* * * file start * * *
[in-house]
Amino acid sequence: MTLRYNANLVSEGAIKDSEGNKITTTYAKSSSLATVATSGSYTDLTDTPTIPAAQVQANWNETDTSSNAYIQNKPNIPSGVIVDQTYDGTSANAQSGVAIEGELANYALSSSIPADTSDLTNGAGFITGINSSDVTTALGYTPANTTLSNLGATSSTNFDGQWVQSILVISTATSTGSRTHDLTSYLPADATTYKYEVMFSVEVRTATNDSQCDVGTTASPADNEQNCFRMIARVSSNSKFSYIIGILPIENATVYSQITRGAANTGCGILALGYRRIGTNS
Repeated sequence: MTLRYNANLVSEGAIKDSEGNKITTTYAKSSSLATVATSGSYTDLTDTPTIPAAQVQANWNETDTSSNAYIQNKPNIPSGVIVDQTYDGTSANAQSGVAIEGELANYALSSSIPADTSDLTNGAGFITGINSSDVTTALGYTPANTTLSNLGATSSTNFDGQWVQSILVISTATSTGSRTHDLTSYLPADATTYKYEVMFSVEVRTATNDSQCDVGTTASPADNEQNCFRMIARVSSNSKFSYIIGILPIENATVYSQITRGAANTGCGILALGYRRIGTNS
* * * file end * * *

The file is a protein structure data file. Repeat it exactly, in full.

[in-house]
Amino acid sequence: MTLRYNANLVSEGAIKDSEGNKITTTYAKSSSLATVATSGSYTDLTDTPTIPAAQVQANWNETDTSSNAYIQNKPNIPSGVIVDQTYDGTSANAQSGVAIEGELANYALSSSIPADTSDLTNGAGFITGINSSDVTTALGYTPANTTLSNLGATSSTNFDGQWVQSILVISTATSTGSRTHDLTSYLPADATTYKYEVMFSVEVRTATNDSQCDVGTTASPADNEQNCFRMIARVSSNSKFSYIIGILPIENATVYSQITRGAANTGCGILALGYRRIGTNS
Repeated sequence: MTLRYNANLVSEGAIKDSEGNKITTTYAKSSSLATVATSGSYTDLTDTPTIPAAQVQANWNETDTSSNAYIQNKPNIPSGVIVDQTYDGTSANAQSGVAIEGELANYALSSSIPADTSDLTNGAGFITGINSSDVTTALGYTPANTTLSNLGATSSTNFDGQWVQSILVISTATSTGSRTHDLTSYLPADATTYKYEVMFSVEVRTATNDSQCDVGTTASPADNEQNCFRMIARVSSNSKFSYIIGILPIENATVYSQITRGAANTGCGILALGYRRIGTNS